February 26, 2009
"Shaming and scaring johns into becoming average joes"
The title of this post is the headline of this interesting article in today's Los Angeles Times. The sub-title of this article describes the basics: "L.A. tests a program for men caught soliciting prostitutes, giving them some reasons not to reoffend. It's like traffic school, but the stakes are higher and the presentations are squirm-inducing." Here are snippets from the story:
This is john school, a new effort by law enforcement officials to stem prostitution in Los Angeles. Built on the belief that a heavy dose of in-your-face shame and scare tactics can do more to dissuade men from looking to the streets for gratification than traditional punishment, the class -- think traffic school with higher stakes -- offers first-time offenders leniency in exchange for a promise that they will change their ways. It is the latest example of how prosecutors and police around the country are rethinking their strategies in the age-old battle against prostitution.
"I've arrested hundreds of street walkers and busted countless tricks," said Margolis, who spent nearly three decades working in the Los Angeles Police Department's vice squad. "All those years, we'd send them to court, they'd pay a fine, spend maybe a day or two in jail and then be on their way.
"We're never going to arrest our way out of this problem and we're never going to stop it altogether. But we can try to educate johns about the dangers to themselves and about the violence the women face. Hopefully we can reduce the demand."
Launched recently by the Los Angeles city attorney's office, the Prostitution Diversion Program currently targets only those johns nabbed by the LAPD along a cheerless stretch of Figueroa Boulevard pockmarked by liquor stores and cheap motels -- one of the city's epicenters for street-walking prostitutes. There are tentative plans to expand the class citywide if the pilot program proves successful, said Sonja Dawson, the no-nonsense city prosecutor who helped start the program.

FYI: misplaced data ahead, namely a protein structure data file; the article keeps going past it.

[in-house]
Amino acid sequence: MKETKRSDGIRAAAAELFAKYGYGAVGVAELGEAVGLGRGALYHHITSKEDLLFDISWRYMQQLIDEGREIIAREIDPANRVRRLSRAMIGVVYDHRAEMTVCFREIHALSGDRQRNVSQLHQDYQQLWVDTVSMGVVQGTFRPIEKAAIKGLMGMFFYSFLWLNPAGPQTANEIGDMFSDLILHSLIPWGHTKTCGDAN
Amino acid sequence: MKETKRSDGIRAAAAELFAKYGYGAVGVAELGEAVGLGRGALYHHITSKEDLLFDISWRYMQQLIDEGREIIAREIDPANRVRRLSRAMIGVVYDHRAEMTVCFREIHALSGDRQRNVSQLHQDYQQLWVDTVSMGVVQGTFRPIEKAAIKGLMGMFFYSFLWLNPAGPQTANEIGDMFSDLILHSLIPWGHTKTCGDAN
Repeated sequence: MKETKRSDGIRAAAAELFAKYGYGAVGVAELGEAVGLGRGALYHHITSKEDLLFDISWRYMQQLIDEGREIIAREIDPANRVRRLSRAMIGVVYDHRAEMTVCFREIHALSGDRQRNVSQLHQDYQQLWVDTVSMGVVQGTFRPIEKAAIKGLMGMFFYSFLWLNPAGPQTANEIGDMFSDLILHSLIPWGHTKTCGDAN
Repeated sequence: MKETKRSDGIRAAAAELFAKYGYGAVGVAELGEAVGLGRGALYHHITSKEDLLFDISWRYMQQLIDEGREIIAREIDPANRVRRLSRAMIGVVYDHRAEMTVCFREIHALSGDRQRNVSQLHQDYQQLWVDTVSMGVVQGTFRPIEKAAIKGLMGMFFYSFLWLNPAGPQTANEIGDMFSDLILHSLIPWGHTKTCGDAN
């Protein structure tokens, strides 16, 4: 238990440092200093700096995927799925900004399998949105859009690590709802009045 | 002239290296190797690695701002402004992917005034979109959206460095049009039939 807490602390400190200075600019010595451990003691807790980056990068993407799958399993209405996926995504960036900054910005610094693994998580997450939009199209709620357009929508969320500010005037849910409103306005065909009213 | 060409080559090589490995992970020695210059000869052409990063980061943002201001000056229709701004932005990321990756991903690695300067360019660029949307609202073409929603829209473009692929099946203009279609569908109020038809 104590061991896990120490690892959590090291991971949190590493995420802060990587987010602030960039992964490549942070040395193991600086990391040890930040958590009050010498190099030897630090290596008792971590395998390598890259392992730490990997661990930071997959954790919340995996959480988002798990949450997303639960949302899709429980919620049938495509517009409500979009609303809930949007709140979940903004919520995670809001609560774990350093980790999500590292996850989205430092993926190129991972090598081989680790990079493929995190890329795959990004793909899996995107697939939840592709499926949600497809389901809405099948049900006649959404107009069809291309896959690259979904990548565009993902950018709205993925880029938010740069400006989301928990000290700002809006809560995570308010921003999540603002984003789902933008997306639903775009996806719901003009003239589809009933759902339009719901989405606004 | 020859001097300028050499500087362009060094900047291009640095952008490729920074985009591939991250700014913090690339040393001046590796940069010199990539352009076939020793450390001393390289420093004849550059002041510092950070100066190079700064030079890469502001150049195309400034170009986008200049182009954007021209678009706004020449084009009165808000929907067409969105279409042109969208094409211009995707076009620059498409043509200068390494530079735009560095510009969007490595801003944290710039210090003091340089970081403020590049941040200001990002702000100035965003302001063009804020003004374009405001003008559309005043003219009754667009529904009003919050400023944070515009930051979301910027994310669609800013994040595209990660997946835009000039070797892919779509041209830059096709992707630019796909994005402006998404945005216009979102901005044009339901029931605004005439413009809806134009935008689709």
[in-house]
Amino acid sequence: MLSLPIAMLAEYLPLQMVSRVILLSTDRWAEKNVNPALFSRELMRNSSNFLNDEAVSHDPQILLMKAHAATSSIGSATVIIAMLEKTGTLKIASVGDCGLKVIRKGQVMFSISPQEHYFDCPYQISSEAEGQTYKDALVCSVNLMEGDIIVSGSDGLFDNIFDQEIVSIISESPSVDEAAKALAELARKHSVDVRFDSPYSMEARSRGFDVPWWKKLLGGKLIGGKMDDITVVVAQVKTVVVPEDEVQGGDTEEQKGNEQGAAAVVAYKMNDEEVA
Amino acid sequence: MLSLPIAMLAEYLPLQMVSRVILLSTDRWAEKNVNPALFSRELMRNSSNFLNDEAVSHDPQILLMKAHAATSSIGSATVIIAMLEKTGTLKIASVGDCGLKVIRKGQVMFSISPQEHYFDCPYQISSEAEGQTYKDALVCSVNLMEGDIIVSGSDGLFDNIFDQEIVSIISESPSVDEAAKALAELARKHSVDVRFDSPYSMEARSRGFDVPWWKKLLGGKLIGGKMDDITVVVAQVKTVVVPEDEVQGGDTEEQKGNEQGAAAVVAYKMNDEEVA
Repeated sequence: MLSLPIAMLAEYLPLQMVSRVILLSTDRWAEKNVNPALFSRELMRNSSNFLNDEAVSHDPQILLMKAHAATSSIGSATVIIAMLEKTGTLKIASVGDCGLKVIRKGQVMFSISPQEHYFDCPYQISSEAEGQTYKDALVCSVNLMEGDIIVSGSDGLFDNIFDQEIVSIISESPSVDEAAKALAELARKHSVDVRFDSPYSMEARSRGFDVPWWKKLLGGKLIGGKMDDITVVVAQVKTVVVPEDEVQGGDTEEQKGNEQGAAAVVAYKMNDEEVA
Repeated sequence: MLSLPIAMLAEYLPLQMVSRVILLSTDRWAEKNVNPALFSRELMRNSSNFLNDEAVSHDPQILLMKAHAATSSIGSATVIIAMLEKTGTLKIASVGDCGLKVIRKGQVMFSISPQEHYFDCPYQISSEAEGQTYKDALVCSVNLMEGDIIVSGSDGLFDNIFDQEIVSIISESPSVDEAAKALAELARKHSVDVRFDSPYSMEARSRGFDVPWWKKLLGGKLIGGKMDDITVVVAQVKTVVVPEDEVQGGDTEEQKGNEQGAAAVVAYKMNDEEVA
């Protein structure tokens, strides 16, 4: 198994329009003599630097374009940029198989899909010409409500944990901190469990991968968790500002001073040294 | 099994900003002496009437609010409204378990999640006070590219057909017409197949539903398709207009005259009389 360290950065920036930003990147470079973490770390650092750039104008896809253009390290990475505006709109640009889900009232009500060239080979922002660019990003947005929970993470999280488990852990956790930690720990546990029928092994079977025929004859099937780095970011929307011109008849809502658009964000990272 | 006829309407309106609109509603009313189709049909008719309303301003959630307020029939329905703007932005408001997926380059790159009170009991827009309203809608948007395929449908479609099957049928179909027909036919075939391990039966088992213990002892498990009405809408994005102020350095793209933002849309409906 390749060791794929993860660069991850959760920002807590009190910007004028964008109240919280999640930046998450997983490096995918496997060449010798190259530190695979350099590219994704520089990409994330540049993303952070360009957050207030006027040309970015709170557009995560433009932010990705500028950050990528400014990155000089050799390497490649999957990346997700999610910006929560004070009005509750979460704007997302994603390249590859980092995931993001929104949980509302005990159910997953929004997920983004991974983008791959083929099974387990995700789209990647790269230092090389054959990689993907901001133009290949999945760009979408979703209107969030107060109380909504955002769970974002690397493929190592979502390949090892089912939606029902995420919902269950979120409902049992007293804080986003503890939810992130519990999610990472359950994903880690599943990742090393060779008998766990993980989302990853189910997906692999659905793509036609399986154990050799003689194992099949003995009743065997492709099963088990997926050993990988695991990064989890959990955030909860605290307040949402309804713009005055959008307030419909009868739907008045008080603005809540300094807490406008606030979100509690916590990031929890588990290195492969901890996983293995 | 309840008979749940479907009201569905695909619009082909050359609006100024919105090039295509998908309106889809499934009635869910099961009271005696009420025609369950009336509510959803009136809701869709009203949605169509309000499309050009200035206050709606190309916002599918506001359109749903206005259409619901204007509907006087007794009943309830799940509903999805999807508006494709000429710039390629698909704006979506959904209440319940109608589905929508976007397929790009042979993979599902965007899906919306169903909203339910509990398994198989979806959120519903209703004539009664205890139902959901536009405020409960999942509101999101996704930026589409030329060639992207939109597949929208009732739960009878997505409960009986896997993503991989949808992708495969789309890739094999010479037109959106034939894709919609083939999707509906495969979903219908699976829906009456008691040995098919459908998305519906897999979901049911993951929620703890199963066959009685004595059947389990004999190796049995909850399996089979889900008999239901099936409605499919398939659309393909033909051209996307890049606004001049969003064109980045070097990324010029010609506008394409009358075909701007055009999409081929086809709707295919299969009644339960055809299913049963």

If this approach works effectively for those who seek illegal sex, perhaps someone smart will consider expanding the program to also bring in those who seek illegal drugs and illegal rock-and-roll.
February 26, 2009 at 05:30 PM | Permalink
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It already exists in CA in the form of Prop 36 and PC 1000. Success rates in each program hover around 33%.
Posted by: Large County Prosecutor | Feb 26, 2009 5:40:39 PM
With all due respect, evidently, the Large County Prosecutor isn't in Santa Barbara County.
"Part of the reason Santa Barbara County has succeeded, Flores posited, is that the judges, prosecutors, defense attorneys, probation officers, and treatment providers have been working together. But now that there’s less bread on the table, these allies are at risk of becoming adversaries. For example, some grumble that judges and probation officers will not lose funds, only the nonprofit treatment providers. Without this cooperation, Flores said, the addicts will not do as well."
Posted by: George | Feb 26, 2009 6:05:08 PM
Whatever you do, don't show this to the people in Massachusetts!!
Posted by: Daniel | Feb 26, 2009 6:53:40 PM
Have these people been told that they can engage in the same conduct legally as long as they travel to Nevada? If California would follow the path of careful regulation instead of criminalization, it would advance much further in the goal of preventing most of the harms taught by the program than it is advancing now by allowing a few first time offenders to be dangled a mixed carrot and stick package. And California can help itself emerge from its all-but-in-name bankruptcy through the combination of savings from prostitution relation incarceration costs and revenue from taxes on state brothels.
Posted by: Automated Program | Feb 26, 2009 8:12:21 PM
Folks, it's a three-thousand-year-old losing battle:
"Now Samson went to Gaza and saw a harlot there, and went in to her."
Posted by: Michael R. Levine | Feb 27, 2009 2:56:32 PM